Baldwin faces newcomer in 2nd District race

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October 24, 2008
— Longtime Democratic congresswoman Tammy Baldwin faces a challenge from a new face in politics, Peter Theron.

Republican Theron holds a doctorate in mathematics. He said he has made his mark both in college classrooms and in private business. He accuses liberals like Baldwin for policies that led to high gasoline prices and the demise of the Janesville General Motors plant.

Theron calls Baldwin "a nice person" who advocates faulty policies and who is still not a leader despite five terms in Congress.

Baldwin, a lawyer by training, looks forward to a Barack Obama presidency, which she said would usher in badly needed reforms in health care, among other changes.

Baldwin defends her record, pointing to work on legislation to achieve energy independence and to health-care reforms she authored. She also touts her ability to gain earmark funding for her district in the areas of economic development, health care and natural resources protection.

The Second Congressional District includes Beloit and western portions of Rock and Jefferson counties, the northwest corner of Walworth County and all of Dane, Green and Columbia counties.

The Janesville Gazette asked the candidates their positions on some key issues:


Theron calls for more oil drilling in the United States—offshore, in the western-states' oil shale and in the Arctic National Wildlife Refuge.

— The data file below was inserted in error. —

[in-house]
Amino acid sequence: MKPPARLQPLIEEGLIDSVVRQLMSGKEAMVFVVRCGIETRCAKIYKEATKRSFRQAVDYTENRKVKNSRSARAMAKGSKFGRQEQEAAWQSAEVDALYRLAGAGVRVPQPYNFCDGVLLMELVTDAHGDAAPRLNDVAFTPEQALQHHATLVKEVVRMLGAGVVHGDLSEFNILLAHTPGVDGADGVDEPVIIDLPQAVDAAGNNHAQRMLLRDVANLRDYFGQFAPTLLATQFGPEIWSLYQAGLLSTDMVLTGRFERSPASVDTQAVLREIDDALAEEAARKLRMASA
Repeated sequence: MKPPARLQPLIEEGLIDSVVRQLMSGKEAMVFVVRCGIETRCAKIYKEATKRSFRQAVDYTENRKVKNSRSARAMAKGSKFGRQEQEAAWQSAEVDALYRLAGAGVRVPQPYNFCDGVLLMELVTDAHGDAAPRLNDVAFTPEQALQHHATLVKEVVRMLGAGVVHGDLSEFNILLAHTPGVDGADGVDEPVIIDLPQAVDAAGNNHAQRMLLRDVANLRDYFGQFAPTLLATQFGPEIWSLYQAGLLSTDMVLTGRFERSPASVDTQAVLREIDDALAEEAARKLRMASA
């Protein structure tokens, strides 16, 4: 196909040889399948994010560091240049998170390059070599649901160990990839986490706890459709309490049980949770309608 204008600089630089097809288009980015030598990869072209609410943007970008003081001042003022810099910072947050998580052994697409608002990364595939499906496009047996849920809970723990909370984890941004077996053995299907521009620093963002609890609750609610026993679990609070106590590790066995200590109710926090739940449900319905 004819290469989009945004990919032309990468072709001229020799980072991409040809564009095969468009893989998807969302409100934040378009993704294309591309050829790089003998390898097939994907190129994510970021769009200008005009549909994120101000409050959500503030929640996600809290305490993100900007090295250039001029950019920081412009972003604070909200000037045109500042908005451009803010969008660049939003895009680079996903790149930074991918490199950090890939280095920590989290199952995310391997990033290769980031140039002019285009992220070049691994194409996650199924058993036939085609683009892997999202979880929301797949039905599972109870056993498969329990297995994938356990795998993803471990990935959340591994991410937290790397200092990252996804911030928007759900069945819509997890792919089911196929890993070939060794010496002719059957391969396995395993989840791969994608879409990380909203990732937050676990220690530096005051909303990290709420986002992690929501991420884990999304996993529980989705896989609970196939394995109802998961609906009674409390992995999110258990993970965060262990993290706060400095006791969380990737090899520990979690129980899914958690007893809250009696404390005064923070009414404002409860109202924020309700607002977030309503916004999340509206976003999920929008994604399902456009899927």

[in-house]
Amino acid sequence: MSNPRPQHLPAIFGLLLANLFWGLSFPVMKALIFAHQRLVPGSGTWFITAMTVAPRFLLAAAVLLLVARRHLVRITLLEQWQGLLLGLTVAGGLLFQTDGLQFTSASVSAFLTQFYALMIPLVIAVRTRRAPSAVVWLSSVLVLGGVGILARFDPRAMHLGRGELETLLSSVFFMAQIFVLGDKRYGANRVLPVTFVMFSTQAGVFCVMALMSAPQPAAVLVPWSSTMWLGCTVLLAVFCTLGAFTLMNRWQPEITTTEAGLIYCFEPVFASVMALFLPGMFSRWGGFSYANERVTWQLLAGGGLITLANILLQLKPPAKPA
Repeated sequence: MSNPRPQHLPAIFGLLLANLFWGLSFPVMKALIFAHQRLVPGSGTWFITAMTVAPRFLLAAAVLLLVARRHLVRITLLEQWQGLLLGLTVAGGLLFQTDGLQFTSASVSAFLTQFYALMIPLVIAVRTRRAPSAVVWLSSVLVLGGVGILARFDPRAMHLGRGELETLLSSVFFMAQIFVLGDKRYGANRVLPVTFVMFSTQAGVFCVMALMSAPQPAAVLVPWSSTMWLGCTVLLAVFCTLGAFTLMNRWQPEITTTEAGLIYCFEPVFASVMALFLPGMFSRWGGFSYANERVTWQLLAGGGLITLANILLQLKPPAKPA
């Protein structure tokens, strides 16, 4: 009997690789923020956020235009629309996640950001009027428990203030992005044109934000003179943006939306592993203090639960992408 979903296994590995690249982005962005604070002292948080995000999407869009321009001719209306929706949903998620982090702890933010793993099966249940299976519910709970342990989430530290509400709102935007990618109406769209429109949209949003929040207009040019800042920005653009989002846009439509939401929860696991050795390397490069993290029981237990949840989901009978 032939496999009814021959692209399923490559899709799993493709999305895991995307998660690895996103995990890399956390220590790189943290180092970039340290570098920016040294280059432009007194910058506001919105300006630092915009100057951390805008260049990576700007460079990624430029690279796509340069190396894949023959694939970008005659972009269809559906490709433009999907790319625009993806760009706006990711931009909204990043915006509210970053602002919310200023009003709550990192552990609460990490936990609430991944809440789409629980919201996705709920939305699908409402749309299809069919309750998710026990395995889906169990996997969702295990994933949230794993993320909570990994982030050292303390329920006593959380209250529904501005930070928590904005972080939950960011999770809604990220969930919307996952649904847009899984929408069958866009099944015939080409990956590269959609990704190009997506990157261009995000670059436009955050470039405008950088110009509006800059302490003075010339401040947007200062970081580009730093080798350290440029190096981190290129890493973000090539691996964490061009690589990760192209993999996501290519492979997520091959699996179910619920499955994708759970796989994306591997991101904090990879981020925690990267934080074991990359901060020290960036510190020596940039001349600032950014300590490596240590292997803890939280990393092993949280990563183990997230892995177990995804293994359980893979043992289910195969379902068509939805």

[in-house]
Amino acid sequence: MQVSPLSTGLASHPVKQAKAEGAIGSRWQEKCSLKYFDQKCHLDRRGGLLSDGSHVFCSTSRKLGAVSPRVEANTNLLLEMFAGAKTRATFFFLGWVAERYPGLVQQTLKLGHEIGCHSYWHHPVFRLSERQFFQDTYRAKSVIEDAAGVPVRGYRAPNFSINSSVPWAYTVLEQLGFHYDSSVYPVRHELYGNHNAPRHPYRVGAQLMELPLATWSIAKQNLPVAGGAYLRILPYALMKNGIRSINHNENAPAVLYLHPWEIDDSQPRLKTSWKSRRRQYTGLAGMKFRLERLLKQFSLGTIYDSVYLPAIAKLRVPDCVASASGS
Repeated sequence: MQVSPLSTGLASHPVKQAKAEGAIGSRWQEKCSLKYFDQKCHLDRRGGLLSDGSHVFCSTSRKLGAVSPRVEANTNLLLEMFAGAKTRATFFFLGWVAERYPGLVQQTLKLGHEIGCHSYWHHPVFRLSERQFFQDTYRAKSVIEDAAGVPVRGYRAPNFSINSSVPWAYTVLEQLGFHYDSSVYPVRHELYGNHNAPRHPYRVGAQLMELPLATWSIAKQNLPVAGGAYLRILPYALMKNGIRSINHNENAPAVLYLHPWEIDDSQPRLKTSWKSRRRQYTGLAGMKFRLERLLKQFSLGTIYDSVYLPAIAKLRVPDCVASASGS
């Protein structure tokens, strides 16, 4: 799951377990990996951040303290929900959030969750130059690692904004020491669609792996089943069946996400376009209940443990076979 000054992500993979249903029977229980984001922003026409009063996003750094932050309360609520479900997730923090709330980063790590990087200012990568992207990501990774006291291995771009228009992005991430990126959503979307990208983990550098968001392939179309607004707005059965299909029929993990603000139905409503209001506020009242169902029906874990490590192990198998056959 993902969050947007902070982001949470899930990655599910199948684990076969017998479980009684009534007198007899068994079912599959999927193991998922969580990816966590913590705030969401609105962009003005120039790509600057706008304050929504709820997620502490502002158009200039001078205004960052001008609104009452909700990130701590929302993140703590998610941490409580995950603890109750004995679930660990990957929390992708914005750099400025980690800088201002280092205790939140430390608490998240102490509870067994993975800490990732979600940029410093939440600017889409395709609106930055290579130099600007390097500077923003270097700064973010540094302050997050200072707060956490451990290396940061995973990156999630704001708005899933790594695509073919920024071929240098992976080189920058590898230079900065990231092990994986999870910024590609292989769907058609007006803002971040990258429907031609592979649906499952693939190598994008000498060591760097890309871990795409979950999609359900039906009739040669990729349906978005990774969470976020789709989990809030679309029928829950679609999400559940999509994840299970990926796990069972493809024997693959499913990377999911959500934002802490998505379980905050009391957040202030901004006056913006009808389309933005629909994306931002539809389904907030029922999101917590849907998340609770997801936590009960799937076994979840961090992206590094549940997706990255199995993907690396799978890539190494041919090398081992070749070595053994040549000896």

The result will flood the market with oil, lessening dependence on foreign oil as well as the threat from terrorists who could cut off the flow of oil, Theron said.

Baldwin said it's not that simple. Oil companies told Congress that all their specialized equipment—including ships that explore and drill for oil—are booked for the next five years, so the companies are already using all their resources to drill and explore.

"You couldn't even begin to explore on currently leased offshore acreage, given that situation," Baldwin said.

Both candidates agree that nuclear power is a must, and they support alternative fuels.

Baldwin talks about wind and solar power as part of the solution, paralleling Obama's stand. Theron agrees, but only to a point. He said the government should not waste large amounts of money on technologies that are not proven to be commercially viable.

The problem with wind and solar, Theron said, is that they depend on the weather, so they need backup from other sources of electricity.

Europe has embraced wind power more than the U.S., and it has found that wind turbines didn't generate as much baseload as expected, "so current wind technology still requires a coal or nuclear or natural gas plant to fill the gaps," Theron said.

Theron, who announced his candidacy with the Janesville General Motors Plant as his backdrop, said liberals harmed the U.S. auto industry by forcing fuel-economy standards that made U.S. automakers less competitive than foreign competitors.

Theron said liberals also blocked needed oil drilling, which could have kept gas prices down.

Baldwin said Congress has little to say about the price of gasoline. She points to escalating demand for gas worldwide and speculation on unregulated futures markets as factors driving up prices.

"So there's certainly some components of government policy over the price of gas, but to lay that at the footstep of the state legislatures or the Congress seems ridiculous," Baldwin said.

Dependence on foreign oil and environmental concerns led to auto fuel-economy standards, which Baldwin worked on in the Energy and Commerce Committee, negotiating the language of the bill with auto executives, she said.